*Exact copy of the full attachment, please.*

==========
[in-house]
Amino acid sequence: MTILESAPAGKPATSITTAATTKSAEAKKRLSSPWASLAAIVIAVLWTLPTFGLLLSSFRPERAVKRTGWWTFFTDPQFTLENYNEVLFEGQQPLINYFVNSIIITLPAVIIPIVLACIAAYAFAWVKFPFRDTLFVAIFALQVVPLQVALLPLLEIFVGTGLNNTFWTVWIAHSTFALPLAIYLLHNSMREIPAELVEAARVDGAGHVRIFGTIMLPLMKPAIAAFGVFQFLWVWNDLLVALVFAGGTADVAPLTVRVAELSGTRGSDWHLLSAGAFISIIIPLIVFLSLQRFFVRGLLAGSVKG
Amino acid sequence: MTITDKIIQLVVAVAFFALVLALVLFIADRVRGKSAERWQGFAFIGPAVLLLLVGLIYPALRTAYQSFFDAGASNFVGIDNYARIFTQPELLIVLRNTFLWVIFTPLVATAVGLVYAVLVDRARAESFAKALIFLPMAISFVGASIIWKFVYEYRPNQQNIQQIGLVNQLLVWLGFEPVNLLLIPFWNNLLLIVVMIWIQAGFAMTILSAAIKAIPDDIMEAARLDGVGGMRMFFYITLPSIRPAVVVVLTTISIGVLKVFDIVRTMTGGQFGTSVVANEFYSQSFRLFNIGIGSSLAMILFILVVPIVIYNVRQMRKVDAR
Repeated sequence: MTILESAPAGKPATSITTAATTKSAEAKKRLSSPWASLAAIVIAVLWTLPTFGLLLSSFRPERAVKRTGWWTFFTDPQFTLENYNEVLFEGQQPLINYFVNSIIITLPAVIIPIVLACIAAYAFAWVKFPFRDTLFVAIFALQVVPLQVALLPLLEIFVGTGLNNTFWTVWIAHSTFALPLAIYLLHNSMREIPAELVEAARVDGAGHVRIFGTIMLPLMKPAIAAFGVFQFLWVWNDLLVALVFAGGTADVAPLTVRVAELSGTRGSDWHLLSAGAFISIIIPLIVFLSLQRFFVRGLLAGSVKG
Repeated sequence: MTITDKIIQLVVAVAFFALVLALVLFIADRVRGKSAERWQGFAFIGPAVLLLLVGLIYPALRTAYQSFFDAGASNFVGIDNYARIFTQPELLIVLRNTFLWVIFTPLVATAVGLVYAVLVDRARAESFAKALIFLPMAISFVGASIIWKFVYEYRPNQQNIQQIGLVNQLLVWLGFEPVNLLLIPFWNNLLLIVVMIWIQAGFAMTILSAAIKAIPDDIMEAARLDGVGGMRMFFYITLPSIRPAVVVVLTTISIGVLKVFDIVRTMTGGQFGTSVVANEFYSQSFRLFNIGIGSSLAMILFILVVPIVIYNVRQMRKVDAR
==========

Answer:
[in-house]
Amino acid sequence: MTILESAPAGKPATSITTAATTKSAEAKKRLSSPWASLAAIVIAVLWTLPTFGLLLSSFRPERAVKRTGWWTFFTDPQFTLENYNEVLFEGQQPLINYFVNSIIITLPAVIIPIVLACIAAYAFAWVKFPFRDTLFVAIFALQVVPLQVALLPLLEIFVGTGLNNTFWTVWIAHSTFALPLAIYLLHNSMREIPAELVEAARVDGAGHVRIFGTIMLPLMKPAIAAFGVFQFLWVWNDLLVALVFAGGTADVAPLTVRVAELSGTRGSDWHLLSAGAFISIIIPLIVFLSLQRFFVRGLLAGSVKG
Amino acid sequence: MTITDKIIQLVVAVAFFALVLALVLFIADRVRGKSAERWQGFAFIGPAVLLLLVGLIYPALRTAYQSFFDAGASNFVGIDNYARIFTQPELLIVLRNTFLWVIFTPLVATAVGLVYAVLVDRARAESFAKALIFLPMAISFVGASIIWKFVYEYRPNQQNIQQIGLVNQLLVWLGFEPVNLLLIPFWNNLLLIVVMIWIQAGFAMTILSAAIKAIPDDIMEAARLDGVGGMRMFFYITLPSIRPAVVVVLTTISIGVLKVFDIVRTMTGGQFGTSVVANEFYSQSFRLFNIGIGSSLAMILFILVVPIVIYNVRQMRKVDAR
Repeated sequence: MTILESAPAGKPATSITTAATTKSAEAKKRLSSPWASLAAIVIAVLWTLPTFGLLLSSFRPERAVKRTGWWTFFTDPQFTLENYNEVLFEGQQPLINYFVNSIIITLPAVIIPIVLACIAAYAFAWVKFPFRDTLFVAIFALQVVPLQVALLPLLEIFVGTGLNNTFWTVWIAHSTFALPLAIYLLHNSMREIPAELVEAARVDGAGHVRIFGTIMLPLMKPAIAAFGVFQFLWVWNDLLVALVFAGGTADVAPLTVRVAELSGTRGSDWHLLSAGAFISIIIPLIVFLSLQRFFVRGLLAGSVKG
Repeated sequence: MTITDKIIQLVVAVAFFALVLALVLFIADRVRGKSAERWQGFAFIGPAVLLLLVGLIYPALRTAYQSFFDAGASNFVGIDNYARIFTQPELLIVLRNTFLWVIFTPLVATAVGLVYAVLVDRARAESFAKALIFLPMAISFVGASIIWKFVYEYRPNQQNIQQIGLVNQLLVWLGFEPVNLLLIPFWNNLLLIVVMIWIQAGFAMTILSAAIKAIPDDIMEAARLDGVGGMRMFFYITLPSIRPAVVVVLTTISIGVLKVFDIVRTMTGGQFGTSVVANEFYSQSFRLFNIGIGSSLAMILFILVVPIVIYNVRQMRKVDAR